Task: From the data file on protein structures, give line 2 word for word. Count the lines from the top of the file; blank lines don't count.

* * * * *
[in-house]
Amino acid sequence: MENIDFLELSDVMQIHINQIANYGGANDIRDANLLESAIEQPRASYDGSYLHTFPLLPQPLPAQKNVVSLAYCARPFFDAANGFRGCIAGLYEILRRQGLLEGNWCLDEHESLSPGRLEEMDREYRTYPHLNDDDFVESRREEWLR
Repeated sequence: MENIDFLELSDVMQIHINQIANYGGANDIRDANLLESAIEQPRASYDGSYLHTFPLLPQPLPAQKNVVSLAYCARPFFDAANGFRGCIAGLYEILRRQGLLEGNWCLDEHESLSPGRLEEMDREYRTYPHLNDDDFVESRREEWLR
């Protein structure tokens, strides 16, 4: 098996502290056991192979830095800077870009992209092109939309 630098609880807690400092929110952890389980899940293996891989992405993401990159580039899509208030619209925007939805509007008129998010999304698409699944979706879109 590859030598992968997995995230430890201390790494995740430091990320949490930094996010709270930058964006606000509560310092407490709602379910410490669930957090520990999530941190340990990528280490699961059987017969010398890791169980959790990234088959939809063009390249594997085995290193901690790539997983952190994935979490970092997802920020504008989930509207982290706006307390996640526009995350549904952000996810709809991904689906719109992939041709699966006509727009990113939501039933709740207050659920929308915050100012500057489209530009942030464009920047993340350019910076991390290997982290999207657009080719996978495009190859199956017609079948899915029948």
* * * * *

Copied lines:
Amino acid sequence: MENIDFLELSDVMQIHINQIANYGGANDIRDANLLESAIEQPRASYDGSYLHTFPLLPQPLPAQKNVVSLAYCARPFFDAANGFRGCIAGLYEILRRQGLLEGNWCLDEHESLSPGRLEEMDREYRTYPHLNDDDFVESRREEWLR